NAIROBI, Kenya (CNS) — Bishop Giorgio Bertin of Djibouti urged the international community to focus on alleviating the drought in Somalia as 6 million people experience severe food shortages and contend with the al-Shabab extremist group.

Bishop Bertin, who also is apostolic administrator of the Diocese of Mogadishu, Somalia, expressed fear that the country may slip into a famine if action was delayed.

“The Somali government, international community and Somali diaspora should map out the most affected areas and find the best way to respond to the immediate needs of local population,” Bishop Bertin told Catholic News Service May 12.

The cleric’s comments followed the one-day London Somalia Conference May 11, which brought heads of states from East Africa and key partners together in the British capital. The conference focused on accelerating progress on security sector reforms and building new international partnerships to maintain the country’s course of recovery.

“I do believe that Somalia can be in the near future the kind of good news that we badly need in the international community and in our troubled world,” Antonio Guterres, United Nations secretary-general, told the conference.

Guterres highlighted the drought as the most pressing priority and called for an additional $900 million to tackle the crisis.

Apart from the more than 6 million people — nearly half of Somalia’s population — needing humanitarian assistance, an estimated 275,000 malnourished children are at risk of starvation, according to aid and development agencies.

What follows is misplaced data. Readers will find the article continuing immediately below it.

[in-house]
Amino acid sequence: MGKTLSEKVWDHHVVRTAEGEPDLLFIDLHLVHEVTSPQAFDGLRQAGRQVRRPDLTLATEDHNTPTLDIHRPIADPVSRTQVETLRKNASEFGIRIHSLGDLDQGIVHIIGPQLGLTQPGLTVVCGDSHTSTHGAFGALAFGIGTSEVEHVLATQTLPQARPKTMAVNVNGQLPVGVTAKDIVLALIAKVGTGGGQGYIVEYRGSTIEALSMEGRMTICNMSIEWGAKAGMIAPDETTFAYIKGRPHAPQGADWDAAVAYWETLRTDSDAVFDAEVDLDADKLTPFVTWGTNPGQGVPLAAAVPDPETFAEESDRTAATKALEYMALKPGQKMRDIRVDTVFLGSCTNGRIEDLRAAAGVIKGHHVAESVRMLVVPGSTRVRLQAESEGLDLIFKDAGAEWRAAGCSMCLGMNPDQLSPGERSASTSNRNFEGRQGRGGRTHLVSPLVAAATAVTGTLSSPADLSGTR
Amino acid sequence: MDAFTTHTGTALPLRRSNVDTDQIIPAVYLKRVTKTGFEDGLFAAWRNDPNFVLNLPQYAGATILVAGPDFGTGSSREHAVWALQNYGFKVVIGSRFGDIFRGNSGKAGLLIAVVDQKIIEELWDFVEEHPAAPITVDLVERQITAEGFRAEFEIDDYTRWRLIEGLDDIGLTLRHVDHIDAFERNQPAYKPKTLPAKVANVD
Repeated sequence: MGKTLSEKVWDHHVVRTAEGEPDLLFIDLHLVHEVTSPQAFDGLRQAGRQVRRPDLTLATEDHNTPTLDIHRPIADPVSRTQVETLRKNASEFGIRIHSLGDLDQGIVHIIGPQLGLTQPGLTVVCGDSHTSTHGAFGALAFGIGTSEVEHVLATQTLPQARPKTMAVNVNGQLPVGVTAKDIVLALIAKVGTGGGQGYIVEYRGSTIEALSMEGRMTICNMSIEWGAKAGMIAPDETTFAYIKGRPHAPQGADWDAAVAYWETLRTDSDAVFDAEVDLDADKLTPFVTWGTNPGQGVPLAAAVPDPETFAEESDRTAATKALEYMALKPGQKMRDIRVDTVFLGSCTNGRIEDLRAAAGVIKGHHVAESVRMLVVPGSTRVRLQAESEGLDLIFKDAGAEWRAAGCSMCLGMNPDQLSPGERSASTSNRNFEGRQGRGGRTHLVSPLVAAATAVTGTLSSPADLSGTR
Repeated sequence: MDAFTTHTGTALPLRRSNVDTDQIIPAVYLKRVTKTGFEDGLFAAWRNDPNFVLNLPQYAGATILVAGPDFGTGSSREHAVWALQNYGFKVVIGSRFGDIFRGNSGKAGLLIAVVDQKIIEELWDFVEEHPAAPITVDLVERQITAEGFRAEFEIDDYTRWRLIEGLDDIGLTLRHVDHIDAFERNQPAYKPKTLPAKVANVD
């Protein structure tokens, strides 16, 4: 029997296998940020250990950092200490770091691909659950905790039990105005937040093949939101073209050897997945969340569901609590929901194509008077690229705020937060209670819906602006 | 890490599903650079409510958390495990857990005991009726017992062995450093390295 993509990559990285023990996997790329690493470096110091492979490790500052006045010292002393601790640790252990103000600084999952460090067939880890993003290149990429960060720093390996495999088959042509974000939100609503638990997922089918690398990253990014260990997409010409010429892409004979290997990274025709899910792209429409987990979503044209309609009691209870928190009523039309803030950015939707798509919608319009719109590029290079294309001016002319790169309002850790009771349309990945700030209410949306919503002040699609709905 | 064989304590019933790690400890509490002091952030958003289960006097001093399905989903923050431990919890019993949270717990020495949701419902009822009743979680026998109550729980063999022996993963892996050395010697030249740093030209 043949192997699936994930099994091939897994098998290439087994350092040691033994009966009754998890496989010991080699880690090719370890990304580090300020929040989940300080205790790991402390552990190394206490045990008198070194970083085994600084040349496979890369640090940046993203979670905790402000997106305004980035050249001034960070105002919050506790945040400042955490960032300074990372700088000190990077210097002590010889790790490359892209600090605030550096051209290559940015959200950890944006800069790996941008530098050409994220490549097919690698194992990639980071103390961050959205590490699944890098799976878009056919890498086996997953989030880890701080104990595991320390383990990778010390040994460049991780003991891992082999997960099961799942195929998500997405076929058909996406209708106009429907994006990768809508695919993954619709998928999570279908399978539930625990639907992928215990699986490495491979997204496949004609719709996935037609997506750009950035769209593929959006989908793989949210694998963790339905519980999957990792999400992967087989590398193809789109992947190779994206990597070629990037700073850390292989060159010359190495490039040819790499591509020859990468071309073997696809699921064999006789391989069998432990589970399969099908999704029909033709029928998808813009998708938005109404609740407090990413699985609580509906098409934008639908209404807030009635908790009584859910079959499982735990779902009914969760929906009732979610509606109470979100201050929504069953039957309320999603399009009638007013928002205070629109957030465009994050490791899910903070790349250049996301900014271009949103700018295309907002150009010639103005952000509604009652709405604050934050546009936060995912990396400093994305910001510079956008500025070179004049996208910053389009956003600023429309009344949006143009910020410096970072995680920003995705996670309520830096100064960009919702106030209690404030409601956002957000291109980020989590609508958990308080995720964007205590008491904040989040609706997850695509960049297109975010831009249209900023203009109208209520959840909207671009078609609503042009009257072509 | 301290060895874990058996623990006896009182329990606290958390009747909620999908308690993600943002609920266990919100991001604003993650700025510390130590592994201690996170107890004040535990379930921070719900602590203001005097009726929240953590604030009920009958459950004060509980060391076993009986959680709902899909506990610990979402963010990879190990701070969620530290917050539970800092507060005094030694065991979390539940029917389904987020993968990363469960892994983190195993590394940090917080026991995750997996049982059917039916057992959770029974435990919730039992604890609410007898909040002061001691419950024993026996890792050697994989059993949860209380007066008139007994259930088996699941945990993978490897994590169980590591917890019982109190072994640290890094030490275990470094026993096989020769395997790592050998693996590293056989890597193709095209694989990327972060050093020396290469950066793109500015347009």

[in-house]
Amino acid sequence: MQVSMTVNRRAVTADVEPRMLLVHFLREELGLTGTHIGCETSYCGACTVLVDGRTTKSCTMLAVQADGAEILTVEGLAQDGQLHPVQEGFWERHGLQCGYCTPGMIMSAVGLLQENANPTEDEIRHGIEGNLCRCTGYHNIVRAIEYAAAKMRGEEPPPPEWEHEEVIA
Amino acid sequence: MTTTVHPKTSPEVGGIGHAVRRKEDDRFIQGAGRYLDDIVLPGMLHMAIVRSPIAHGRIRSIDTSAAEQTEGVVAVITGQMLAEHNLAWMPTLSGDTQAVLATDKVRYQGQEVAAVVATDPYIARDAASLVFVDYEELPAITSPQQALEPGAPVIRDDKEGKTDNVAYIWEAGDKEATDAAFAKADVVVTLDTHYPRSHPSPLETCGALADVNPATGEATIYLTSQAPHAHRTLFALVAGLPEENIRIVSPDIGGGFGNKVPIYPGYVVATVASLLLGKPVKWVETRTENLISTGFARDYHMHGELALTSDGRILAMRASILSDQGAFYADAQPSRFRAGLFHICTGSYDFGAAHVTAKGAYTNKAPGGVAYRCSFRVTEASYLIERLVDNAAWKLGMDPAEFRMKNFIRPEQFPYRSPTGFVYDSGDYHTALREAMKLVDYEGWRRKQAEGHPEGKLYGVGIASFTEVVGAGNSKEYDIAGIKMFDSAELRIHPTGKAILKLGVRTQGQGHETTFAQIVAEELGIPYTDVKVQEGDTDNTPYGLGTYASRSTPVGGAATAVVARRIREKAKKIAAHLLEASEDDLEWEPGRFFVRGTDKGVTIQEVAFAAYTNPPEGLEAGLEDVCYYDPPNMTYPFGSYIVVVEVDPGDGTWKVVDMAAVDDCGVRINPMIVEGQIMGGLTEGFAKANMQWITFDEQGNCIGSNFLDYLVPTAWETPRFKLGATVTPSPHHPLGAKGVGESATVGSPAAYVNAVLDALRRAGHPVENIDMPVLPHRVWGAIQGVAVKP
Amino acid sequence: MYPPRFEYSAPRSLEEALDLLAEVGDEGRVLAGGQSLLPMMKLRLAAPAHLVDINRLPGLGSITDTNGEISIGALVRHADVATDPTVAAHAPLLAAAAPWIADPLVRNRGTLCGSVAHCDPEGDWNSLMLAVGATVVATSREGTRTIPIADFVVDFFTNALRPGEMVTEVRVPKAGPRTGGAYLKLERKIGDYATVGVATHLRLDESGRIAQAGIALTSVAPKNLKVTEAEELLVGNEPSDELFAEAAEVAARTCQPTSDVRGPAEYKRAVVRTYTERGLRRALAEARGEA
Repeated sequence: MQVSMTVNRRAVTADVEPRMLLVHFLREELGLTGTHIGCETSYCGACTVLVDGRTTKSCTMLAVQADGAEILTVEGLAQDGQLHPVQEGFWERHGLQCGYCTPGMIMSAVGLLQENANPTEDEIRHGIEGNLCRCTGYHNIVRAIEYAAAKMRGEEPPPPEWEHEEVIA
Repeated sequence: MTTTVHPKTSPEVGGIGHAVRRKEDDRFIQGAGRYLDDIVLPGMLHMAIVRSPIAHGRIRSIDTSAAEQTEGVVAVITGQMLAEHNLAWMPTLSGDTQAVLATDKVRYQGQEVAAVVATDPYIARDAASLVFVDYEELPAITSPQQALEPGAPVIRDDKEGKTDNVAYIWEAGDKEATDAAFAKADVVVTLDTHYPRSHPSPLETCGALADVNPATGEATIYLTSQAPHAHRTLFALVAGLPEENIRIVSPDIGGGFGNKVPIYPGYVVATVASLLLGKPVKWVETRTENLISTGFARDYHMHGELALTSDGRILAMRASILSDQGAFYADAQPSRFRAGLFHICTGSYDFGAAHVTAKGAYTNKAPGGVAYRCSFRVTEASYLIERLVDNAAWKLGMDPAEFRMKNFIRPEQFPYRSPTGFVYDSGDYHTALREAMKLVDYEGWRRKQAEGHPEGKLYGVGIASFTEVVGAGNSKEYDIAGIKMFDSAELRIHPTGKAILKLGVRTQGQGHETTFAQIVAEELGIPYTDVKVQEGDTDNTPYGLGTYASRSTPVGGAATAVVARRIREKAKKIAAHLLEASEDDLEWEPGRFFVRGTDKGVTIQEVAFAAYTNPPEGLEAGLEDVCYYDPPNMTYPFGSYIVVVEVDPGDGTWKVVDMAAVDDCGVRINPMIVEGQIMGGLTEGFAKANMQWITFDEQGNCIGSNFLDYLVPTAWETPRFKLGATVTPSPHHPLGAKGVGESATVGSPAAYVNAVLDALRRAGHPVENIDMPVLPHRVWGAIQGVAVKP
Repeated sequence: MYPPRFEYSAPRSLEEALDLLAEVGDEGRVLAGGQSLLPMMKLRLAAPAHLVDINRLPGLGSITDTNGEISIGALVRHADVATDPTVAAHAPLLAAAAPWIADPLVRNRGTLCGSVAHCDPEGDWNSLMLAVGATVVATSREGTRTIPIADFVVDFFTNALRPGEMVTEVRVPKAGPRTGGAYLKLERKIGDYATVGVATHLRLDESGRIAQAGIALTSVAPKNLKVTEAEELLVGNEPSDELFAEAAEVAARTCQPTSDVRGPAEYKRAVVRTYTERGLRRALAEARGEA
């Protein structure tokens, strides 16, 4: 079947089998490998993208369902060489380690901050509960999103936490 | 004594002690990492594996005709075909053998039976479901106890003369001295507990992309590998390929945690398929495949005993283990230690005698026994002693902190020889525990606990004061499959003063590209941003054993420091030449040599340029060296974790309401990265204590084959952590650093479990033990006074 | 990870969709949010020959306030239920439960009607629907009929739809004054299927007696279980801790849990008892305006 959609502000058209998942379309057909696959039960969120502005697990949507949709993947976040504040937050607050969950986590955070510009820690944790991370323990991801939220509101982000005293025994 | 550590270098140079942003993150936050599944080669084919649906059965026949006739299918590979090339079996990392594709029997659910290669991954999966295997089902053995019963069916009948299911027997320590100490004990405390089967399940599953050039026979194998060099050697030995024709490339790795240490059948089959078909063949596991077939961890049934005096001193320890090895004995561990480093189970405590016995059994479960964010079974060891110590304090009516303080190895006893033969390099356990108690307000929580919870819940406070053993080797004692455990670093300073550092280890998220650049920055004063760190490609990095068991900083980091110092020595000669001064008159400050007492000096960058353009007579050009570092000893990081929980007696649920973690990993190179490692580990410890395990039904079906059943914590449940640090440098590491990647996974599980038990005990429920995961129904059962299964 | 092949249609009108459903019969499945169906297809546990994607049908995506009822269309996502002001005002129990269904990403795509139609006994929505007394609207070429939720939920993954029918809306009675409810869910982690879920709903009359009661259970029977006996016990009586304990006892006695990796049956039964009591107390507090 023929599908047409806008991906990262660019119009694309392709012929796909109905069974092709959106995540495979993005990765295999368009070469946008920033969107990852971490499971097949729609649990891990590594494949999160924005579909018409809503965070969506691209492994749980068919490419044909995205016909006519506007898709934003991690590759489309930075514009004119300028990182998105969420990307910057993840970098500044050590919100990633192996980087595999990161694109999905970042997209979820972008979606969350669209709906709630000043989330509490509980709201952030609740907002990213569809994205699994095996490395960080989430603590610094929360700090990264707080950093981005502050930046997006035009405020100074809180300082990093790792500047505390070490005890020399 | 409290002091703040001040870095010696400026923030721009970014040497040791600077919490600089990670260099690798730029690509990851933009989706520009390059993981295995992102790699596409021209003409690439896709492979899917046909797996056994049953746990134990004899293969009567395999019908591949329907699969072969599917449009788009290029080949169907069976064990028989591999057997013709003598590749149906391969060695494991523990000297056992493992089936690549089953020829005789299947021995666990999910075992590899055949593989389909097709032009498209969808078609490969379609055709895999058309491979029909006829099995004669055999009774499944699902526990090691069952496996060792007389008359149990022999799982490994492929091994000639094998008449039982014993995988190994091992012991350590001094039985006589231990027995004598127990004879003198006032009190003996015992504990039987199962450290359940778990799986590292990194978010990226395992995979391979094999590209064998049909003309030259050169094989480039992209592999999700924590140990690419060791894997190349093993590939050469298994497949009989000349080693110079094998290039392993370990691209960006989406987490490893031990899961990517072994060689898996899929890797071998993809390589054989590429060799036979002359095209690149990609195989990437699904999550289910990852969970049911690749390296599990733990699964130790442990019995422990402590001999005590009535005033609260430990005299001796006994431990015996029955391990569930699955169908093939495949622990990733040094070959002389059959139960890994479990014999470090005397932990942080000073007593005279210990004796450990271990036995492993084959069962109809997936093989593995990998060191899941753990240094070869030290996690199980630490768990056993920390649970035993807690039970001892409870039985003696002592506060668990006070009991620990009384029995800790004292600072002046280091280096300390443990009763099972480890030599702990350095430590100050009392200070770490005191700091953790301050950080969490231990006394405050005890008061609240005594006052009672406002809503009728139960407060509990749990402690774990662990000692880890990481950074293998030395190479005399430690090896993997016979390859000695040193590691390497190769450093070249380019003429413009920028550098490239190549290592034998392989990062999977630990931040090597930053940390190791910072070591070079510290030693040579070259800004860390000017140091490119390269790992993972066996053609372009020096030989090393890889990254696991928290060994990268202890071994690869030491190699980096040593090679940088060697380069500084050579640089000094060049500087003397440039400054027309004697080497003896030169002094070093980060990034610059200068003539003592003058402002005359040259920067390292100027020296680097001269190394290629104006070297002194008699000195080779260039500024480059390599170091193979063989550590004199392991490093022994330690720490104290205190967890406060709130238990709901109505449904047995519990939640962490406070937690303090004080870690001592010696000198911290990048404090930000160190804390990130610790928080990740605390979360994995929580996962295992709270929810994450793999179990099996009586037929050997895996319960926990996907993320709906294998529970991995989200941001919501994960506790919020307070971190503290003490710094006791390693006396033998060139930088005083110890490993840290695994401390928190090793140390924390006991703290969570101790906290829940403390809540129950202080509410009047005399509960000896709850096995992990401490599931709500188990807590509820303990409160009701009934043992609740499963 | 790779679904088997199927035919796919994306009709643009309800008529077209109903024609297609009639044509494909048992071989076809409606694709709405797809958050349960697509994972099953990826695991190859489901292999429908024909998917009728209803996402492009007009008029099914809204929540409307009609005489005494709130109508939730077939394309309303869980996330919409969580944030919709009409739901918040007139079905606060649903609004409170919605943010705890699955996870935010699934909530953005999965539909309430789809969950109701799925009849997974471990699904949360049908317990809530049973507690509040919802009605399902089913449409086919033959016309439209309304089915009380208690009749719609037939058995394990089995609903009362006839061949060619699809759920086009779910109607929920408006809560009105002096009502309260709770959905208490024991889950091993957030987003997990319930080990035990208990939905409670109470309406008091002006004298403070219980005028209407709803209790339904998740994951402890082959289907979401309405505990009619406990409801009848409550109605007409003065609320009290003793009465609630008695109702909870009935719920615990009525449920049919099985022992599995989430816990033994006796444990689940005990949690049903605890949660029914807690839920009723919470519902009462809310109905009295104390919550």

Bishop Bertin said Caritas Somalia was responding alongside other agencies.

“We are distributing emergency food in six villages in Somaliland. We are also working on a project to take water to a rehabilitation center for handicapped children in a very poor settlement near the city of Hargeisa,” the bishop said.

While stressing the role of the Somali diaspora in rebuilding their country, Bishop Bertin urged the lifting of restrictions on “hawala,” traditional money transfer agencies, to allow the Somalis worldwide to contribute to the aid effort.

U.N. statistics show that from 1990 to 2015, the number of Somalis born in the country but living elsewhere grew from 850,000 to 2 million.

“The international community should be able to distinguish between terrorists and good people, good organizations which need to transfer money,” Bishop Bertin said. “They should not have just a same parameter: Somalia all is bad. With the modern technology and communications, the international community should be able to distinguish which hawala to lift (from) the ban.”

Money transfer businesses, which funnel an estimated $2 billion a year to Somalia, are struggling to access banks in the United Kingdom and the United States due to severe restrictions placed on them because of terrorism threats.

Fears abound that the transfer agencies may be used to fund the al-Shabab extremist group operating in Somalia.

The bishop also urged stronger support for new Somali President Mohamed Abdullahi Farmajo, who took office in February, as well as local governments responding to the drought and beginning develop projects.